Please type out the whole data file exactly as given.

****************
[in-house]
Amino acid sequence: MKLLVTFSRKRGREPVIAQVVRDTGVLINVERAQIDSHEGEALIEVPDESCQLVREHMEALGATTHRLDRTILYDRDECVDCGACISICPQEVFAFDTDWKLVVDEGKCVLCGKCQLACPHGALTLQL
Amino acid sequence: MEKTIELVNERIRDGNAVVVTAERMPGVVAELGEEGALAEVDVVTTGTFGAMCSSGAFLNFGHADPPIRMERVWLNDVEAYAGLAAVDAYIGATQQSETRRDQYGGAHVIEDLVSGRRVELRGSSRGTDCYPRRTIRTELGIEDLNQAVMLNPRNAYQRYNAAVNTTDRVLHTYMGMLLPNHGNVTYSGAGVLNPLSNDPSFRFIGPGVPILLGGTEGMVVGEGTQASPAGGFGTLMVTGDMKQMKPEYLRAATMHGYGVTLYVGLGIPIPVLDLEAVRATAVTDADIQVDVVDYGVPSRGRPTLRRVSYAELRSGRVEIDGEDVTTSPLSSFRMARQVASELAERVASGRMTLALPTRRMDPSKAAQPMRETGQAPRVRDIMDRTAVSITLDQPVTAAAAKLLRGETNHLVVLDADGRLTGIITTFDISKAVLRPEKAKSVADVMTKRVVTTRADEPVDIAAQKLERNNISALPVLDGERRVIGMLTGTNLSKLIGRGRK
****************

[in-house]
Amino acid sequence: MKLLVTFSRKRGREPVIAQVVRDTGVLINVERAQIDSHEGEALIEVPDESCQLVREHMEALGATTHRLDRTILYDRDECVDCGACISICPQEVFAFDTDWKLVVDEGKCVLCGKCQLACPHGALTLQL
Amino acid sequence: MEKTIELVNERIRDGNAVVVTAERMPGVVAELGEEGALAEVDVVTTGTFGAMCSSGAFLNFGHADPPIRMERVWLNDVEAYAGLAAVDAYIGATQQSETRRDQYGGAHVIEDLVSGRRVELRGSSRGTDCYPRRTIRTELGIEDLNQAVMLNPRNAYQRYNAAVNTTDRVLHTYMGMLLPNHGNVTYSGAGVLNPLSNDPSFRFIGPGVPILLGGTEGMVVGEGTQASPAGGFGTLMVTGDMKQMKPEYLRAATMHGYGVTLYVGLGIPIPVLDLEAVRATAVTDADIQVDVVDYGVPSRGRPTLRRVSYAELRSGRVEIDGEDVTTSPLSSFRMARQVASELAERVASGRMTLALPTRRMDPSKAAQPMRETGQAPRVRDIMDRTAVSITLDQPVTAAAAKLLRGETNHLVVLDADGRLTGIITTFDISKAVLRPEKAKSVADVMTKRVVTTRADEPVDIAAQKLERNNISALPVLDGERRVIGMLTGTNLSKLIGRGRK